Thank You for Your Service
The American Civil Liberties Union sounded the alarm after a Hispanic man was arrested and handed over to Immigration and Customs Enforcement, which treated the case as a routine illegal immigration procedure and initiated deportation proceedings against the man. There was just one catch: The man was a U.S. citizen. Not just any citizen, but a Marine veteran who had served his country in Afghanistan.
Jilmar Ramos-Gomez, 27, a former lance corporal and tank crew member, had long struggled with mental-health issues and tended to wind up in strange places outside his home in Grand Rapids, Michigan, where he was born. His mother is originally from Guatemala and is working with a lawyer to establish residency under a program that grants special consideration to parents of U.S. service members. It was her lawyer, Richard Kessler, who sounded the alarm when he found out Ramos-Gomez was in deportation proceedings.
Regardless of the circumstances, Ramos-Gomez should never have been under ICE detention. Kessler quickly obtained his release, but the ACLU demanded to know exactly what went wrong to place a U.S. citizen at the brink of deportation.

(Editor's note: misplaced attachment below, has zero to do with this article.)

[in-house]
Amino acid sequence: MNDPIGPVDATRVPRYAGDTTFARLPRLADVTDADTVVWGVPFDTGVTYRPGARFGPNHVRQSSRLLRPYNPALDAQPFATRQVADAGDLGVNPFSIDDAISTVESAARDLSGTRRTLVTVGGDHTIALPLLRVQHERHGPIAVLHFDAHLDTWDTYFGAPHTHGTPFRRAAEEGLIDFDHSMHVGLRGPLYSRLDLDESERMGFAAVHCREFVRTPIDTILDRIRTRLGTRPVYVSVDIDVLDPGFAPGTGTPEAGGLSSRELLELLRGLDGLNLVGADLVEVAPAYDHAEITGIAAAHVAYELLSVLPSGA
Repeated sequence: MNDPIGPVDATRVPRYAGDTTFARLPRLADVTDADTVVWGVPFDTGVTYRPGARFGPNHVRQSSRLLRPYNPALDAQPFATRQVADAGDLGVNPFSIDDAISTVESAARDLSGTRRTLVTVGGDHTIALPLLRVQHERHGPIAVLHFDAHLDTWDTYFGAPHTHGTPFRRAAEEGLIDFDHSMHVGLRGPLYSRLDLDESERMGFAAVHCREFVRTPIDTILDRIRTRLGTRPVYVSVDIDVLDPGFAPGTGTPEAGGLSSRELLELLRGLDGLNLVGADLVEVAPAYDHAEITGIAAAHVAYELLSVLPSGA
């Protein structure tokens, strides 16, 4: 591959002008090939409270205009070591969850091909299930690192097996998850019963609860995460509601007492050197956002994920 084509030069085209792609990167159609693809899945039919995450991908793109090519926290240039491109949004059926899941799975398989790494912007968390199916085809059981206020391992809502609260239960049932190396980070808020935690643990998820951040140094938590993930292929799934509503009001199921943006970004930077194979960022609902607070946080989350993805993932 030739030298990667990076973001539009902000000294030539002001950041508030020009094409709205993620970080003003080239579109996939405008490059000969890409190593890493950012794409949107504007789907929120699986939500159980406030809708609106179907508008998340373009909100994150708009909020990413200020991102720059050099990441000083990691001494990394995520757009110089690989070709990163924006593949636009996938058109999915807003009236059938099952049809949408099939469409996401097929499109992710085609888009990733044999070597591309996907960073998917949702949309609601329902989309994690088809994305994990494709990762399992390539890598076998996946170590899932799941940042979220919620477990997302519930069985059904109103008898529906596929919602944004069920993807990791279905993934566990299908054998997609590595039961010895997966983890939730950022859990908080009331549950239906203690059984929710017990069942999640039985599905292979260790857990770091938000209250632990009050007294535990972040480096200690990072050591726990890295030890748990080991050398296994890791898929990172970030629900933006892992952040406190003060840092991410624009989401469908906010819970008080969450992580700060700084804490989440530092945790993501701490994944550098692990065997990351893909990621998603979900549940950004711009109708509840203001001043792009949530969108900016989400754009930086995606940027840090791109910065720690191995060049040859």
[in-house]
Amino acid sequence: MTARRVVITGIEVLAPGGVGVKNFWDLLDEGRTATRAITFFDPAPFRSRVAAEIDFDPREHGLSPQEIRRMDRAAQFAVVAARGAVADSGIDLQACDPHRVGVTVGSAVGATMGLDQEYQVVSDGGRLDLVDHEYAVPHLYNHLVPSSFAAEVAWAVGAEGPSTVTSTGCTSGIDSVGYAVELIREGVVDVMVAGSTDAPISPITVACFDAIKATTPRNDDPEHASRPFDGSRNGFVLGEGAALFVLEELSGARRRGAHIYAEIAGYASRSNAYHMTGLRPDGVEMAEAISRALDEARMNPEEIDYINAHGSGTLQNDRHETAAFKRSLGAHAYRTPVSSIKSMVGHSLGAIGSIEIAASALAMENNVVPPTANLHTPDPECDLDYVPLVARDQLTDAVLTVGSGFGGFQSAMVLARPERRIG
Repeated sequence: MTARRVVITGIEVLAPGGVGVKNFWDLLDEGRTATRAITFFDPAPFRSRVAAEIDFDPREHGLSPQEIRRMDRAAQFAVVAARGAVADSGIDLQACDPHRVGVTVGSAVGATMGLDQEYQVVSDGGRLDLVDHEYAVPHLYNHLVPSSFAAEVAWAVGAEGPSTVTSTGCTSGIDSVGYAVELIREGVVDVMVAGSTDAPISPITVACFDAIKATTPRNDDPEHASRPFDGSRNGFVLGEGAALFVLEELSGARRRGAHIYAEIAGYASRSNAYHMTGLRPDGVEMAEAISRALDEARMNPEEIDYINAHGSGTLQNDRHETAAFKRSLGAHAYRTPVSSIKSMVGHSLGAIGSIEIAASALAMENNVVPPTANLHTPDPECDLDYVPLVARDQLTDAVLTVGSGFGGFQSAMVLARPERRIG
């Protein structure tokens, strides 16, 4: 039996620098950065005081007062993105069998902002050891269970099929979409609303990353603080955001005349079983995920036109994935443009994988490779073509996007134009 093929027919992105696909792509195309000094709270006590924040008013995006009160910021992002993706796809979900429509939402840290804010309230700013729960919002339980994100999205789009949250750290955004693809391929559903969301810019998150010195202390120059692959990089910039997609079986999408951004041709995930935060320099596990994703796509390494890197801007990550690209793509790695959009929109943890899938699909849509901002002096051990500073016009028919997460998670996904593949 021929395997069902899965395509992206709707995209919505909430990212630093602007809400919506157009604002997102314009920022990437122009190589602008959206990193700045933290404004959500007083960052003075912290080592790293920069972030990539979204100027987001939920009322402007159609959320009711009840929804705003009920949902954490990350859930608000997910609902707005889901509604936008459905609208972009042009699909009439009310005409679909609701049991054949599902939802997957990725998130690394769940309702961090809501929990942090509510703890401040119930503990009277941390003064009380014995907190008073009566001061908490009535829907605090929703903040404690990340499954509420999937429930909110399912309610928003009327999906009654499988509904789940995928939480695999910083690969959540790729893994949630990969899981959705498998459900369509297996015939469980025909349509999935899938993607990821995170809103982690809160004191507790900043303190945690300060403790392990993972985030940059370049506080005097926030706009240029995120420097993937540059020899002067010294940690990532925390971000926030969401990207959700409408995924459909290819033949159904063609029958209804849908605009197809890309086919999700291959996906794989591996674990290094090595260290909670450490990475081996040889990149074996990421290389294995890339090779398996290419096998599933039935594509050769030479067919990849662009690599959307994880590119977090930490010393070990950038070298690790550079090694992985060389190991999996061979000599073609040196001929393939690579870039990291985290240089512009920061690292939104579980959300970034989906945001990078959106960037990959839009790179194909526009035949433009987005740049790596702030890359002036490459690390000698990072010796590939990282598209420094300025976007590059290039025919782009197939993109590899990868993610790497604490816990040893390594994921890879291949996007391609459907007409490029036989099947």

"It is incomprehensible that the Sheriff's Department turned a vulnerable, mentally ill United States citizen over to ICE so that he could be deported from his country — a country for which he fought on the battlefield," the ACLU stated in a Jan. 16 complaint letter.
Keep Calm, Gimme the Keys
What do you do when an elderly driver is clearly not in the right mental state to get behind the wheel? What do you do when that person, only two days earlier, had provoked a serious accident by veering into an oncoming lane of traffic, causing his car to overturn and sending the other car's passengers to the hospital? What do you do when that elderly person gets behind the wheel and goes driving yet again — this time, without a seat belt?
And finally, what do you do when that person is Britain's Prince Philip, age 97? If you're his wife, Queen Elizabeth II, you take away the car keys and command your loyal subject to cease and desist, henceforth and forevermore.
No Good Deed ...
Four women may face up to six months in federal prison. Their crime? Leaving water and other supplies on federal land for migrants crossing from Mexico. The aid volunteers committed their "crime" during a 2017 heat wave at Arizona's border with Mexico. They pre-positioned jugs of water and canned food for migrant groups trying to survive the desert crossing.
Their depositories, prosecutors said, were located in an 860,000-acre national wildlife refuge, where leaving disposable items is illegal. Yes, as the U.S. government jails children and breaks up immigrant families, it is prosecuting people for littering as they try to save lives.
REPRINTED FROM THE ST. LOUIS POST-DISPATCH